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Comment: Re: Rule of thumb (Score 1) 122

by LeadSongDog (#47784229) Attached to: No, a Stolen iPod Didn't Brick Ben Eberle's Prosthetic Hand

(cut a slot; now it's a flat head screw).

Exactly what I did when my (name and shame) Shopvac stopped. Once I got past the "security" barrier, as usual, the last facade of quality fell away and the crap that it truly was stood exposed. I was astounded that this thing hadn't spontaneously burst into flames: the motor windings were exposed to sawdust! I replaced it with a different brand, but of course I'd be deluding myself to think it's really any better.

+ - Is the next supermaterial hiding in your refrigerator?->

Submitted by sciencehabit
sciencehabit (1205606) writes "That gooey substance that clings to an eggshell after it’s been cracked—called an eggshell membrane—may be too valuable to just toss in the trash. Instead, it can be used for a variety of industrial and medical applications, according to a new study. Under the lens of a scanning electron microscope, the membrane contains a network of more than 62 types of proteins, which can be used to precipitate gold from a solution, craft aluminum nanowires to form semiconductors, or soak up dyes or heavy metals from contaminated water, according to researchers. By attaching compounds to the eggshell membrane, researchers have created biosensors that can detect glucose, dopamine, or urea concentrations in human blood. The membranes can also be ground into a powder that a Missouri company markets to treat joint disorders."
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+ - Google Lowers Search Ranking of Websites That Don't Use Encryption->

Submitted by itwbennett
itwbennett (1594911) writes "Google is taking Internet security into its own hands, punishing sites that don't use encryption by giving them lower search rankings. The use of https is now one of the signals, like whether a Web page has unique content, that Google uses to determine where a site will appear in search rankings, although it will be a 'lightweight' signal and applies to about 1 percent of search queries now, wrote Zineb Ait Bahajji and Gary Illyes, both Google webmaster trends analysts, in a blog post."
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Comment: Clunky? (Score 1) 1

That rather depends on the two factors chosen. Biometrics can be pretty slick, especially for devices with user-facing cameras. Plus, if you do it right, they can protect against coerced logins (elevated pulse/respiration can be a sign of stress). Of course, if you do it wrong it will seem big-brotherish, spooky and invasive. You have to be able to trust your users with an open implementation.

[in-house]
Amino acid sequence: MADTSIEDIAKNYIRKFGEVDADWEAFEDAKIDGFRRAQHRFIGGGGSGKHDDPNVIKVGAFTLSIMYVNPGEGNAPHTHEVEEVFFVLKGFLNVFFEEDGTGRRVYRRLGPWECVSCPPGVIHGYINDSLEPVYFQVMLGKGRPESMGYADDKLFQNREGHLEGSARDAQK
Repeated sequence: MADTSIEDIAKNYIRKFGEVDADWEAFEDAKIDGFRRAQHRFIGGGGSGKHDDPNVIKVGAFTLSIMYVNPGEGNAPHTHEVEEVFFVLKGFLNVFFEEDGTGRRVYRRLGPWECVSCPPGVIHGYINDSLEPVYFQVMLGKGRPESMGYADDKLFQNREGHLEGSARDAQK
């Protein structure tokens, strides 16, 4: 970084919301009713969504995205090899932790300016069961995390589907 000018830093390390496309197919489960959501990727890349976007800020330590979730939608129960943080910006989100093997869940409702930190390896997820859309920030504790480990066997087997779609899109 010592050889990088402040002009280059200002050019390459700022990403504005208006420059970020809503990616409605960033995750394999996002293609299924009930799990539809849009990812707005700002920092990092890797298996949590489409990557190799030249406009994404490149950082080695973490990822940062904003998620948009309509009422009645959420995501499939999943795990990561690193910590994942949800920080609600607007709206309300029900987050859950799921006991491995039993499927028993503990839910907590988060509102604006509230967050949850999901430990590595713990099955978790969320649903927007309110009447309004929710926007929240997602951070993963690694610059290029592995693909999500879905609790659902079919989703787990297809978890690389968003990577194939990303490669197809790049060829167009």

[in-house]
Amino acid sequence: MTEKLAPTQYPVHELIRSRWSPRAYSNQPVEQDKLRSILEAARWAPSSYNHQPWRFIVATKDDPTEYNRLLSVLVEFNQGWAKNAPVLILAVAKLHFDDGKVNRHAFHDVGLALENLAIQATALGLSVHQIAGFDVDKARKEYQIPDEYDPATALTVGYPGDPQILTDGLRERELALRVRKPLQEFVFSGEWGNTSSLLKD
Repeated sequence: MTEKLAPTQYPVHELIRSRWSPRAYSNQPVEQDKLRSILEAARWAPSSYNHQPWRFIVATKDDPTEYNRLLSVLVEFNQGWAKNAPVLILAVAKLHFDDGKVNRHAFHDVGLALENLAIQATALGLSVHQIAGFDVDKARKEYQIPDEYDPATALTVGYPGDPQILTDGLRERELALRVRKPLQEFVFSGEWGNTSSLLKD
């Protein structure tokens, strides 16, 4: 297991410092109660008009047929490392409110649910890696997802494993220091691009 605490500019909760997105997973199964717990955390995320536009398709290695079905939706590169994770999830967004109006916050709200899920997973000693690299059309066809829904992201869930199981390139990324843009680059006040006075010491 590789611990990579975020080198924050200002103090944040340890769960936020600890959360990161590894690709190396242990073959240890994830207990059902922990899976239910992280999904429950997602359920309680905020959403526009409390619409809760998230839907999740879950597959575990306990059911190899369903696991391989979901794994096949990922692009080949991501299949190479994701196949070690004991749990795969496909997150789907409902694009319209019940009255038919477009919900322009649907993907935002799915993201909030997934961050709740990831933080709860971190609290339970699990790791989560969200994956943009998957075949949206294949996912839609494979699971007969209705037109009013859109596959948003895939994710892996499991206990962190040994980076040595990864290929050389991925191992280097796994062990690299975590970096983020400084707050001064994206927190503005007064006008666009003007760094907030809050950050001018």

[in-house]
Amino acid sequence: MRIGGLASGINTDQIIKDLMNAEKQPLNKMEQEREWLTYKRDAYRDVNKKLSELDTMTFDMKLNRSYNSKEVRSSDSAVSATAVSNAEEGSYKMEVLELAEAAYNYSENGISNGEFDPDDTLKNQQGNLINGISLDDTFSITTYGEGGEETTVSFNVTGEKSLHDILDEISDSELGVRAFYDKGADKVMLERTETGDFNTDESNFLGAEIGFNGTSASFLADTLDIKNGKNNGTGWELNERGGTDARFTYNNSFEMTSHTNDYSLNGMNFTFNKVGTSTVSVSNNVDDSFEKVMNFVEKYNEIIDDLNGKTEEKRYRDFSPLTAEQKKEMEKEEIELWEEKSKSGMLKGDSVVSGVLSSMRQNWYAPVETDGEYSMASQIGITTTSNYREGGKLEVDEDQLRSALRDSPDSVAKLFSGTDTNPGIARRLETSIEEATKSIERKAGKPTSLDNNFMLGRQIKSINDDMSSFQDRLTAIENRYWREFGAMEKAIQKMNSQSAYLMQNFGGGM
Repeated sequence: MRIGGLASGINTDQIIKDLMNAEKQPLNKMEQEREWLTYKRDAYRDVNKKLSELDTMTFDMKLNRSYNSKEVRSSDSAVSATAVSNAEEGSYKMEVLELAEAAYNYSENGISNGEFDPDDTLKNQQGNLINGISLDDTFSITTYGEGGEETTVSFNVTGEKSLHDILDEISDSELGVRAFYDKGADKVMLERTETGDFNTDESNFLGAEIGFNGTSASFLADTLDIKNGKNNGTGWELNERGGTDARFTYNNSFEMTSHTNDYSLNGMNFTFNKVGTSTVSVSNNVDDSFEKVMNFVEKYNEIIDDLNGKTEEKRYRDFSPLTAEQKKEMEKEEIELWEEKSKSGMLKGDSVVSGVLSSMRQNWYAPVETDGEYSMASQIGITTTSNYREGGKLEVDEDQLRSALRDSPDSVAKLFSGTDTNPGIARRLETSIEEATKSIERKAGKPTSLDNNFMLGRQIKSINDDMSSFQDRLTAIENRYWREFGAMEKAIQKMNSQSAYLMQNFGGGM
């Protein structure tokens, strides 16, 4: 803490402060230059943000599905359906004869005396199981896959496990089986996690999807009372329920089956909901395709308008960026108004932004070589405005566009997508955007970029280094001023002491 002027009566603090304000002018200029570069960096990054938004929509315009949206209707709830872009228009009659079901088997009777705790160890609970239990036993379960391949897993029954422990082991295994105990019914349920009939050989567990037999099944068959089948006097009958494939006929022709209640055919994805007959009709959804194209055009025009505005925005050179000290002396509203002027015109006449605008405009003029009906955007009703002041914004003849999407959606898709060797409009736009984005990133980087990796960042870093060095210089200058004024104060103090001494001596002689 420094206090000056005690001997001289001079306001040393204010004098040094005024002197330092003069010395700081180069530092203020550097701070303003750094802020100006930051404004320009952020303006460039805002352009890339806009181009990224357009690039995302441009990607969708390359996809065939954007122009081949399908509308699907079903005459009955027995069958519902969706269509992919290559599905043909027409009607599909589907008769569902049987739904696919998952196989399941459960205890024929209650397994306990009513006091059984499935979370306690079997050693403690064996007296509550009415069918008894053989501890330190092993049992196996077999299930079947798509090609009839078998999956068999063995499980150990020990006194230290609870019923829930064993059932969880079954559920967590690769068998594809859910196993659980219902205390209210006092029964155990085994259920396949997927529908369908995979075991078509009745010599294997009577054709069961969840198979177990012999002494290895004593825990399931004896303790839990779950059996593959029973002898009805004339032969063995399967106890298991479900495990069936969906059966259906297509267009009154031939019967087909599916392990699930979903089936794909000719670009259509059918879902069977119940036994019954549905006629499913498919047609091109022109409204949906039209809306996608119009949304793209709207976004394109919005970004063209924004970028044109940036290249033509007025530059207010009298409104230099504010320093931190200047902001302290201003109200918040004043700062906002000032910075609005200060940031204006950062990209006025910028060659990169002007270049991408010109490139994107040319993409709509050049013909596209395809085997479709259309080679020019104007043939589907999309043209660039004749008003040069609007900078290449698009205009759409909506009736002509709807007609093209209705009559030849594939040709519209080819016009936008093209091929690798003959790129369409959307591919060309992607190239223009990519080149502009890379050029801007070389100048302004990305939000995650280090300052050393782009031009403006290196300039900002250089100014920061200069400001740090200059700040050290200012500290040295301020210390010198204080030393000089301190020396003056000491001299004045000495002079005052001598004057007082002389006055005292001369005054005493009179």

+ - HARKEN System Monitors Drivers' Fatigue Levels Via Their Seat->

Submitted by Zothecula
Zothecula (1870348) writes "It was just last week that we heard about how researchers from Nottingham Trent University are looking at embedding heart rate sensors in car seats, to detect when drivers are nodding off. Well, it turns out that they're not the only ones. A consortium of European companies and institutes is developing a similar system known as HARKEN, which uses seat-located sensors to monitor both the driver's heart rate and their rate of respiration."
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+ - Brits ignore government's parental-control broadband filters->

Submitted by nk497
nk497 (1345219) writes "Broadband customers are overwhelmingly choosing not to use parental-control systems foisted on ISPs by the government — with takeup in the single-digits for three of the four major broadband providers. Last year, the government pushed ISPs to roll out network-level filters, forcing new customers to make an "active" decision about whether they want to use them or not. Only 5% of new BT customers signed up, 8% opted in for Sky and 4% for Virgin Media. TalkTalk rolled out a parental-control system two years before the government required it and has a much better takeup, with 36% of customers signing up for it. The report, from regulator Ofcom, didn't bother to judge if the filters actually work, however."
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+ - Why My LG Optimus Cellphone Is Worse Than It's Supposed To be

Submitted by samzenpus
samzenpus (5) writes "Bennett Haselton writes My LG Optimus F3Q was the lowest-end phone in the T-Mobile store, but a cheap phone is supposed to suck in specific ways that make you want to upgrade to a better model. This one is plagued with software bugs that have nothing to do with the cheap hardware, and thus lower one's confidence in the whole product line. Similar to the suckiness of the Stratosphere and Stratosphere 2 that I was subjected to before this one, the phone's shortcomings actually raise more interesting questions — about why the free-market system rewards companies for pulling off miracles at the hardware level, but not for fixing software bugs that should be easy to catch. Read below to see what Bennett has to say."

"And do you think (fop that I am) that I could be the Scarlet Pumpernickel?" -- Looney Tunes, The Scarlet Pumpernickel (1950, Chuck Jones)